It’s safe to say that meditation is here to stay! It’s been steadily practiced in the East for thousands of years and now is becoming an established part of many Westerners lives too.
More and more studies provide every reason for us to stick with it, proving this isn’t a passing fad either. A regular meditation practice produces immense benefits that include everything from stress reduction, better sleep, enhanced immunity, and even rebuilding the brain’s grey matter!
Still, not everyone is meditating and even less are including their dogs in the practice. Meditation is something we recommend every pup parent do to reduce anxiety, deepen the human/canine bond and increase overall health and wellbeing for you both.
If you and your dog haven’t embarked on a joint meditation journey, ask yourself why? Maybe you are one of the many that shy away from meditation because of a few common and persistent myths. If so, not to worry because we’ve set out to debunk three of the biggest to help you jumpstart your practice.
Dogs Can’t Meditate:
Dogs certainly can meditate, in fact, they are natural born meditators. On your next walk, take out the earbuds, put down the phone and observe your furry friend in action. Watch how they easily live in the moment and experience each smell and sound as if it’s happening for the first time, every time. They are so tuned in and engaged that we should stop calling them walks and instead label them walking meditations.
Dogs are good at non-moving meditations too. Being in the moment, here now, is their innate state of being. Find a quiet, comfortable place to meditate and your pup will begin to gravitate toward your calming energy. No training necessary, every dog, including yours, is already a master.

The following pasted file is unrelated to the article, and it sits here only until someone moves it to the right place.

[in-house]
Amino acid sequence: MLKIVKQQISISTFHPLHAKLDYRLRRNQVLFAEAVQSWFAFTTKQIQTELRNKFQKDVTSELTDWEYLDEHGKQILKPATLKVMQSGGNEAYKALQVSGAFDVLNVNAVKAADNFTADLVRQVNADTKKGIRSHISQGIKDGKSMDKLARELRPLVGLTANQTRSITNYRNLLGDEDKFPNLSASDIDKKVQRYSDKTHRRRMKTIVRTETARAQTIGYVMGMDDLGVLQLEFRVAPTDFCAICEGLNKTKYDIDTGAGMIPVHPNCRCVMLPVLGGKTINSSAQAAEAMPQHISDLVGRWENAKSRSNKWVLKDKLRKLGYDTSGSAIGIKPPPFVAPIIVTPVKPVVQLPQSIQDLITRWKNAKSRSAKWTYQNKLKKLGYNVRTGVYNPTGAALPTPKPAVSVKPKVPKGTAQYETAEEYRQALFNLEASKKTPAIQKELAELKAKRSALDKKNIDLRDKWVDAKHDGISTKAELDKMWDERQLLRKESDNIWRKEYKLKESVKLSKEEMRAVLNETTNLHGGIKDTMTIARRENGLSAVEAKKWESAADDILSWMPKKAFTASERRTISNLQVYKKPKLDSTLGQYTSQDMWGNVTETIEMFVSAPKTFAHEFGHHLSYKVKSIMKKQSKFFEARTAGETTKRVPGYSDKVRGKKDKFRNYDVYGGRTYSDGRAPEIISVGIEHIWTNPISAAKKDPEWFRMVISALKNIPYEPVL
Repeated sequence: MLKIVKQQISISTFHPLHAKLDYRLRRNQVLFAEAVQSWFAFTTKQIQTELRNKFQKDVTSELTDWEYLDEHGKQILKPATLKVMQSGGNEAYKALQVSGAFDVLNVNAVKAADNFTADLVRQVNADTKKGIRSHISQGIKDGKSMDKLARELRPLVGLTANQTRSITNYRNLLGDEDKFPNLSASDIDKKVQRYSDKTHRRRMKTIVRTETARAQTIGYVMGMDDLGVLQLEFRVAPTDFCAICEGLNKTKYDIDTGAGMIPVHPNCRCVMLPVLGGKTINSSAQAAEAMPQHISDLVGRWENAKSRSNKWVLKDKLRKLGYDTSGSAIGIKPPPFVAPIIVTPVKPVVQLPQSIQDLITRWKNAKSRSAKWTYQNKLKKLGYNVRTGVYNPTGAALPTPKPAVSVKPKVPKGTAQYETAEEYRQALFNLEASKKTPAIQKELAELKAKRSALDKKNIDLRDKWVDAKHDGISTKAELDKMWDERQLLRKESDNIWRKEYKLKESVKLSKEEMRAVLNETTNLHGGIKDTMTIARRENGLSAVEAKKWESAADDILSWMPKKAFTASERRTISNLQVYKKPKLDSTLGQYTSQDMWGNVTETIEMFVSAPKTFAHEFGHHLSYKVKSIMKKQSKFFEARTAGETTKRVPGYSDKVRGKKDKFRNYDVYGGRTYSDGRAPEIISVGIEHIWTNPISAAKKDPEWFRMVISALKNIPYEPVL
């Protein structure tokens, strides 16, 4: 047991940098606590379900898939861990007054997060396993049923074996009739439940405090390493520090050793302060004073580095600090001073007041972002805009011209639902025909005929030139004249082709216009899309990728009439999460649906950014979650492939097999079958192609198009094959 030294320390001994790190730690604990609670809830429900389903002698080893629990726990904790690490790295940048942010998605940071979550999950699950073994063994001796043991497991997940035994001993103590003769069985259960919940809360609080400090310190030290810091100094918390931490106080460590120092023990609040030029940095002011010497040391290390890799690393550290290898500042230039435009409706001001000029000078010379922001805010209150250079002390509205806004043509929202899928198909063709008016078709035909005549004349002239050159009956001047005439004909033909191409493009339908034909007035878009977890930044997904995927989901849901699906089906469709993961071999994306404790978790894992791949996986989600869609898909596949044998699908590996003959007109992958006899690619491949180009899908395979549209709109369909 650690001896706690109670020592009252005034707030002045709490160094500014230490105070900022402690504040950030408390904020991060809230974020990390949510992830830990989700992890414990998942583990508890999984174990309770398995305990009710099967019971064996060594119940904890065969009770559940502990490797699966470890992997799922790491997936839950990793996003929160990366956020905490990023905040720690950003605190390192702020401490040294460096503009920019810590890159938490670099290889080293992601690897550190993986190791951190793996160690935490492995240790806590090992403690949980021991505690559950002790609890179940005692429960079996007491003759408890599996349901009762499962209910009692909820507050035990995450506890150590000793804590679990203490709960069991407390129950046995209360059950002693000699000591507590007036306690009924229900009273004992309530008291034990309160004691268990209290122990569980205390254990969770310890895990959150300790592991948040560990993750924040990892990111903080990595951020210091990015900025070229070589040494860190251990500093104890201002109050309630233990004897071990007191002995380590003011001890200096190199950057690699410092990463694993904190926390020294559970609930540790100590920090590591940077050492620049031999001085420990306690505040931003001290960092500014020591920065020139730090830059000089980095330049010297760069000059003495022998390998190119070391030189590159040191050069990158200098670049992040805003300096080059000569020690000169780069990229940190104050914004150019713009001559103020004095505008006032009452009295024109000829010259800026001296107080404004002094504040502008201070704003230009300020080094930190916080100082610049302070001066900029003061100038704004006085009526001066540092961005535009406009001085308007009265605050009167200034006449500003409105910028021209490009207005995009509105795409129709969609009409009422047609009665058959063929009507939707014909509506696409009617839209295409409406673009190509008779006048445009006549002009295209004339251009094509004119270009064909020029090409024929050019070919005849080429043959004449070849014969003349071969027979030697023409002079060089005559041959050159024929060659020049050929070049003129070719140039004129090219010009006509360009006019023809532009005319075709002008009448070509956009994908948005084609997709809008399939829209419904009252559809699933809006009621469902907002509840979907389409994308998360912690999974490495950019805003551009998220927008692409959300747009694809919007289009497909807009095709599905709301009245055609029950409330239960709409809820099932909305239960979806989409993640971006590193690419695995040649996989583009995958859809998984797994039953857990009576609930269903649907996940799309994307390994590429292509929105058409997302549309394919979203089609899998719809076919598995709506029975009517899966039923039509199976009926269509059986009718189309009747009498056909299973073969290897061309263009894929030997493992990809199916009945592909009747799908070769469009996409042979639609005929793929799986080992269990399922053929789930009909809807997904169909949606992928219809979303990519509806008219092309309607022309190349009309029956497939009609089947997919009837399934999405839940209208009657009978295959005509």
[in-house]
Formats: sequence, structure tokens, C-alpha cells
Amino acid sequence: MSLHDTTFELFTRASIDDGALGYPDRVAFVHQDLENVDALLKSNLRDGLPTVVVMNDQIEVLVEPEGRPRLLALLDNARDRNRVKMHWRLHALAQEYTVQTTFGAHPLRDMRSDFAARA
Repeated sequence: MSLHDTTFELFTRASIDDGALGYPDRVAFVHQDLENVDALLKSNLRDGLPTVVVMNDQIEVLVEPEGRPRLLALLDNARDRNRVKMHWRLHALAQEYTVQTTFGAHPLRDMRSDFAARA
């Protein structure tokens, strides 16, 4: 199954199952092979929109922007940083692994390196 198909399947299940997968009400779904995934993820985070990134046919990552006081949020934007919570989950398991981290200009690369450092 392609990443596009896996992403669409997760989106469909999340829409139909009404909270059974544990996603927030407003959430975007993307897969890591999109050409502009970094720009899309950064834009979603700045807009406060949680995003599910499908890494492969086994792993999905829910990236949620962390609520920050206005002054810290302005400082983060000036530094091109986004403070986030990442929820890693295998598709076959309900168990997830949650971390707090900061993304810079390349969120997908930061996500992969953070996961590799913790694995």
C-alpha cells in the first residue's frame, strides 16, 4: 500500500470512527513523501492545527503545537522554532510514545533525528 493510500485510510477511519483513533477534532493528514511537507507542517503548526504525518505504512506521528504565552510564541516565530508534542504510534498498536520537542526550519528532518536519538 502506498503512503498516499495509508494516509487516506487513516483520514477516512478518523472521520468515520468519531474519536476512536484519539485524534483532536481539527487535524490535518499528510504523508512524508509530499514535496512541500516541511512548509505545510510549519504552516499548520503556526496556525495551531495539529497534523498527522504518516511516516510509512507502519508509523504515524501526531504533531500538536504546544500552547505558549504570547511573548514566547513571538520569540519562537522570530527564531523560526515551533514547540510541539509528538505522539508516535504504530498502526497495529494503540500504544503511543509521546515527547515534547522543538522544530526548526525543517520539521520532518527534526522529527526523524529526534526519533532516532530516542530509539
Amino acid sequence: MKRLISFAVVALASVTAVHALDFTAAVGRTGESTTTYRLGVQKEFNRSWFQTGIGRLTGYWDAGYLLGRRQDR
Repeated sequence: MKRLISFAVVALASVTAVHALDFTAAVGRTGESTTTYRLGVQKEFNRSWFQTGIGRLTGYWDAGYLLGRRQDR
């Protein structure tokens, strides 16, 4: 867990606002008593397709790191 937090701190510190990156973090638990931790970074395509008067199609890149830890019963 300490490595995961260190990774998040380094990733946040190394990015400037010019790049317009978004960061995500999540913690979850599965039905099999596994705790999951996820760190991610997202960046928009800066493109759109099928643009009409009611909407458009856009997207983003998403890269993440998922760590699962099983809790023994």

If You Have Thoughts in Meditation, You are Doing it Wrong:
We could learn a few things from the way our dogs meditate. The biggest lesson is how they put absolutely no pressure on themselves. Humans, on the other hand, are sometimes guilty of setting meditation expectations, especially around their thoughts.
One of the biggest myths is that to meditate correctly requires us to have no thoughts, but thoughts are a part of the process. As we begin to recognize our thoughts, we not only distinguish ourselves from them but can use them as a reminder to move back to the breath or mantra. It’s a common misconception that the purpose of meditation is to quiet the mind, when it is really more about being fully present.
Sitting quietly for any amount of time is enough. You can go further by setting an intention to focus on your breath or a mantra and gently return to that focal point each time you notice you’ve moved away from it. This is meditation, and it is not a silencing of the mind. What happens during meditation is not that important, just do it and you’ll see benefits throughout the rest of your day.
Meditation Requires Complete Stillness:
We aren’t going to recommend jumping jacks during your practice, but complete stillness is not necessary to receive benefits. Sometimes, it’s not even possible. Some of those twitches and sensations you feel during meditation are your body’s way of releasing stress. So instead of attempting to control these movements, see them as proof of your success!
Meditation works whether it’s practiced in a cave or in a city full of modern-day distractions. Rolling with the interruptions is as much a part of your practice as accepting your thoughts. If your furry friend needs to go out mid-mantra, it’s ok to stop and tend to him. Just be sure to honor your commitments and come back to finish what’s left of your meditation time.
And if you need to adjust or move, do so. The only requirement for meditation is that you are comfortable, so do what’s necessary to meet that need and you are already a pro.
If you would like help getting started on developing your meditation practice I have created a 7 Day Series to do just that. This program helps you connect with your dog, yourself, and gain more peace and awareness in your life. Click here to sign up.